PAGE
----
Karl Popper's search for a philosophy of science which does not rely upon induction or presume psychologism resulted in his adoption of a pluralistic metaphysic that posits three separate worlds: W1, W2 and W3.1 In part I we show that the notion of "world three" suffers from an important epistemological inconsistency embedded in Popper's "principle of transference," according to which "...what is true in logic is true in psychology."2 This inconsistency does not arise in Edmund Husserl's analysis of essential (de jure logical) structures, as contrasted to empirical (de facto, psychological) structures. Yet Husserl's analysis is motivated by his own critique of induction and psychologism.3 Therefore, after giving a brief sketch of Popper's solution and the inconsistency which it engenders, Part II presents Husserl's solution—which requires an epistemological, rather than ontological, pluralism.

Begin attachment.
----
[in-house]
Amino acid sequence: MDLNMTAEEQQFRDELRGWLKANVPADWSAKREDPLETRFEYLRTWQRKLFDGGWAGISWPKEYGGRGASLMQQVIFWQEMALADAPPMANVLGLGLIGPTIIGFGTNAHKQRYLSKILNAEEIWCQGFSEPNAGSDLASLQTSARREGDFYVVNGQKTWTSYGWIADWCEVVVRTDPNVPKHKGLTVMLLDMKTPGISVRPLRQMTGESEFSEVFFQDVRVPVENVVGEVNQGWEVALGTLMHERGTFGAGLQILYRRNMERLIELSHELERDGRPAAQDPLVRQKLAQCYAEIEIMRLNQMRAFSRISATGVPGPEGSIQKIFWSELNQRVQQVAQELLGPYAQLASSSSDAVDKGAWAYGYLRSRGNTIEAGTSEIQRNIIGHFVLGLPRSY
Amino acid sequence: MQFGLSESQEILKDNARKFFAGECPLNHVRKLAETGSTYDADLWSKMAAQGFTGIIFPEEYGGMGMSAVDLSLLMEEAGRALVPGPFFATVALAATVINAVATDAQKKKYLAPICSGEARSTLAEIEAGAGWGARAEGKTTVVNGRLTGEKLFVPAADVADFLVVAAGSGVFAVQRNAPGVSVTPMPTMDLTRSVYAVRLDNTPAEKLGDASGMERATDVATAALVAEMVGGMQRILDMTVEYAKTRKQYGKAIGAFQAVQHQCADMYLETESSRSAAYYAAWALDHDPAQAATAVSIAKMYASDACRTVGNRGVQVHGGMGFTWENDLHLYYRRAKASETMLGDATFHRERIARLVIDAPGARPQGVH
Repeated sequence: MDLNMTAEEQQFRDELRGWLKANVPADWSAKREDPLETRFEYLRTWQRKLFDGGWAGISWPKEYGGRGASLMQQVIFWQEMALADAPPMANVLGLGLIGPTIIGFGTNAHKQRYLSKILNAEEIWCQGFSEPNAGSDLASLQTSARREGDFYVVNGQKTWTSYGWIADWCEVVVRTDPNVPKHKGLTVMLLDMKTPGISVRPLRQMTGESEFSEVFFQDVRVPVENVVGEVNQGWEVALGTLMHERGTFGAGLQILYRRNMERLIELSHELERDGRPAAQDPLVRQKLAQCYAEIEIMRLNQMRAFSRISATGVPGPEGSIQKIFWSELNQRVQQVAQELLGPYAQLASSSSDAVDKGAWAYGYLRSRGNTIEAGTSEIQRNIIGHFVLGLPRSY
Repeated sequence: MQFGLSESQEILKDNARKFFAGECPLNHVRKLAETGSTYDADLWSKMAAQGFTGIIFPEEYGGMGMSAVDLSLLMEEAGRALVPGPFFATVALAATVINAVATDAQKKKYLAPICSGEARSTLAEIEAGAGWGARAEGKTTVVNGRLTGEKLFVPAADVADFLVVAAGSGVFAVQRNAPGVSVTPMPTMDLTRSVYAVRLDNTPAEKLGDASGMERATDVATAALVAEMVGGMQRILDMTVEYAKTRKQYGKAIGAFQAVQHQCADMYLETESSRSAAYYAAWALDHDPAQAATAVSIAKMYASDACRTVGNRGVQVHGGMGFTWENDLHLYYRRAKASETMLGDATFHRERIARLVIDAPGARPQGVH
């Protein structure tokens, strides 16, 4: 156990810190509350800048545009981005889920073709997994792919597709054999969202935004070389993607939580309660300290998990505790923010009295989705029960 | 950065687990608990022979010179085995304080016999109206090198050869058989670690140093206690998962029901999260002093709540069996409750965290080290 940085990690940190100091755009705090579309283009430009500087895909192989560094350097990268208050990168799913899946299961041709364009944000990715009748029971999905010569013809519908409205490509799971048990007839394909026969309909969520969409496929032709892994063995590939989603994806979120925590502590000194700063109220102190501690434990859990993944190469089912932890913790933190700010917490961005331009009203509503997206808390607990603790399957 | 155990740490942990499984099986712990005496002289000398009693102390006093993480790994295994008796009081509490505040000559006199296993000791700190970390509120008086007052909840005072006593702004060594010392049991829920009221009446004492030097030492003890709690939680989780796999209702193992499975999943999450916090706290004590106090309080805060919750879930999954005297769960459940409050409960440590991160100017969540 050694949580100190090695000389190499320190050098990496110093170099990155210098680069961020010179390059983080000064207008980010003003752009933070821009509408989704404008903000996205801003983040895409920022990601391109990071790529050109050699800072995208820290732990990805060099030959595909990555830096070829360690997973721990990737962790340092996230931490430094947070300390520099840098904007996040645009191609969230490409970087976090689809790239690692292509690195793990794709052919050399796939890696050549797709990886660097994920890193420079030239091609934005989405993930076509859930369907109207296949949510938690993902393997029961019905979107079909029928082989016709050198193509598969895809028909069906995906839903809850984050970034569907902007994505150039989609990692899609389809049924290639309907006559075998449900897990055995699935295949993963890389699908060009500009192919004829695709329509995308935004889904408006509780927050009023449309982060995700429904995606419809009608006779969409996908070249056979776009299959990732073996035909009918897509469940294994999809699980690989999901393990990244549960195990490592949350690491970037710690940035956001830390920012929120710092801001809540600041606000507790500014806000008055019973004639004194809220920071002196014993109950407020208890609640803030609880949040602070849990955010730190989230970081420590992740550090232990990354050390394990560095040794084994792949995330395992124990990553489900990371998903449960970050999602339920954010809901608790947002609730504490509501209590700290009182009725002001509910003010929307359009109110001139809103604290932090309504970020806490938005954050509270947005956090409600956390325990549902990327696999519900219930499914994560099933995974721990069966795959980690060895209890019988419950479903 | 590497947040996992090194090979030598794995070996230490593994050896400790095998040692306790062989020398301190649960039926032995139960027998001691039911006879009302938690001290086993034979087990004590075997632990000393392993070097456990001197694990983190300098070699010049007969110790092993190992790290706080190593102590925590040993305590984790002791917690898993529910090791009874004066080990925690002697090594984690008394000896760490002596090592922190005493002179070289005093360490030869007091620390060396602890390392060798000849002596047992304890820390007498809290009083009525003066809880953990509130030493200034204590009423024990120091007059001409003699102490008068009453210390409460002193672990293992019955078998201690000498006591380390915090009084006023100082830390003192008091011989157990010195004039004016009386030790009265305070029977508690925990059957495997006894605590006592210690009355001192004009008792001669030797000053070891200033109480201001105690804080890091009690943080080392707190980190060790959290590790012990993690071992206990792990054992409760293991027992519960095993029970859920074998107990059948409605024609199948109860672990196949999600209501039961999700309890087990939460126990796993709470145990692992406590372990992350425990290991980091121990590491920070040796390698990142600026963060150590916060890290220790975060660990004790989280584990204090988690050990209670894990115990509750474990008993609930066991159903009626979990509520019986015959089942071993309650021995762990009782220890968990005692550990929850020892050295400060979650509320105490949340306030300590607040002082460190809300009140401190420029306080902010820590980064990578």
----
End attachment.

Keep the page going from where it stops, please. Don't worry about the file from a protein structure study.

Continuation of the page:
Reeder, H.P. , Langsdorf, L. (1988)., A phenomenological exploration of Popper's "World 3", in H. J. Silverman, A. Mickunas, A. Lingis & T. Kisiel (eds.), The horizons of continental philosophy, Dordrecht, Springer, pp. 93-129.
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